The district court in Trump v. Vance ruled that Manhattan district attorney Cyrus Vance can enforce a subpoena for Trump’s tax returns. Trump immediately appealed to the Second Circuit, and Vance has agreed to delay enforcement until the appellate court rules on it.
Latest in Trump v. Vance
A federal judge on Aug. 20 threw out President Trump’s effort to block the Manhattan district attorney from subpoenaing his financial records.
President Trump filed his amended complaint and Manhattan District Attorney Cyrus Vance filed his motion to dismiss.
The opinions reveal a Supreme Court grappling with the implications of the inseparable duality of the individual president and the institutional presidency.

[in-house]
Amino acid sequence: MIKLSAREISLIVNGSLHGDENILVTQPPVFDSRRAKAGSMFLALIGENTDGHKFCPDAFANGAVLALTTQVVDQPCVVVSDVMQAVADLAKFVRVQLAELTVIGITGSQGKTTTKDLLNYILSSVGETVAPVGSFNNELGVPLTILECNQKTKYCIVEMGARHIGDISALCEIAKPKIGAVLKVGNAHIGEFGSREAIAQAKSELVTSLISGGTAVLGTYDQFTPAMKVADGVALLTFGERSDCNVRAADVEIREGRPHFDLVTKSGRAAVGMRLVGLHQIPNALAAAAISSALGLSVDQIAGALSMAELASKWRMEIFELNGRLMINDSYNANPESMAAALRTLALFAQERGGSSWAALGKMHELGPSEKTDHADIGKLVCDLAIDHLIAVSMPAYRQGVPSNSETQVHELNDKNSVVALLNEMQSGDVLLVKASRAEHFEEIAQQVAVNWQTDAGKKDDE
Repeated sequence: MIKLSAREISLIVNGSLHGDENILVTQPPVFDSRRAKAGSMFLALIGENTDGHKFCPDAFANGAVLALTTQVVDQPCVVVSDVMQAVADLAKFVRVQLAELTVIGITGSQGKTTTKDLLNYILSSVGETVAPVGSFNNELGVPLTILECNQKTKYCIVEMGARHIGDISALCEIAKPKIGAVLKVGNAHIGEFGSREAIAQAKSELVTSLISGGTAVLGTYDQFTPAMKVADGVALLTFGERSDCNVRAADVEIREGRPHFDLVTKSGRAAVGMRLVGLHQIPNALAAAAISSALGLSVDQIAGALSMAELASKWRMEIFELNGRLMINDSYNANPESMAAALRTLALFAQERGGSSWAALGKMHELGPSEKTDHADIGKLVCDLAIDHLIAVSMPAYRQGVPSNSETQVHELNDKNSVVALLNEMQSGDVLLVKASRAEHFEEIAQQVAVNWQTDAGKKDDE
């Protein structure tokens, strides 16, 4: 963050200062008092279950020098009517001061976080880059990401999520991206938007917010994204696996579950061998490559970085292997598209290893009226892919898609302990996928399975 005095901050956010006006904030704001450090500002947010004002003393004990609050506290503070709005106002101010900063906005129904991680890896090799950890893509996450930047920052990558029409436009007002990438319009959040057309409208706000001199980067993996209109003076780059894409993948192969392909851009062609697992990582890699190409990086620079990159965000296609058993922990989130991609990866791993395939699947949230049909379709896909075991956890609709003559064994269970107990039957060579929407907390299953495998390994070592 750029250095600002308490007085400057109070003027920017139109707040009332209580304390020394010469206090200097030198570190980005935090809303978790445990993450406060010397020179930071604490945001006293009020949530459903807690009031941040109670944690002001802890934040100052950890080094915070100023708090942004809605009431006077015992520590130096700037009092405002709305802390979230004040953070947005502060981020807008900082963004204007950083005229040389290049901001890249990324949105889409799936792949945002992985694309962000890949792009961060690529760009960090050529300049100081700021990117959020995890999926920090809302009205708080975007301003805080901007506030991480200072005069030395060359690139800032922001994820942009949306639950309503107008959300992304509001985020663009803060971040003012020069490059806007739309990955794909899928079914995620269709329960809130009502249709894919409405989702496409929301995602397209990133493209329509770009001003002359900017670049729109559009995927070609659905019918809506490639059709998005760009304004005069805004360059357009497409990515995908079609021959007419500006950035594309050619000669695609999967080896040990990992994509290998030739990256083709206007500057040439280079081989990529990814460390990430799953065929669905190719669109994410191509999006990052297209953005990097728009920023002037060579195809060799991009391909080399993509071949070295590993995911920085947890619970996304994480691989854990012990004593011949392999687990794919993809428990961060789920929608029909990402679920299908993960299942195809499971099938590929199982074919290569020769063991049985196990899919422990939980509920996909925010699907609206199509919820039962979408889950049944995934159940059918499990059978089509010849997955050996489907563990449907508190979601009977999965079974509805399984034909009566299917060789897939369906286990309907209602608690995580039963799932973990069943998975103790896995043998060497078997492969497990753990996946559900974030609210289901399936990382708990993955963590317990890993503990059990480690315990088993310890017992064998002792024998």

After rejecting President Trump’s claims of absolute immunity from a subpoena from the Manhattan district attorney, the Supreme Court sent Trump v. Vance back down to the lower courts to allow Trump to raise new arguments.
The court rejected both the president’s position that he was absolutely immune from a subpoena from the New York County District Attorney’s Office and the solicitor general’s position that the subpoena should be subject to a heightened need standard.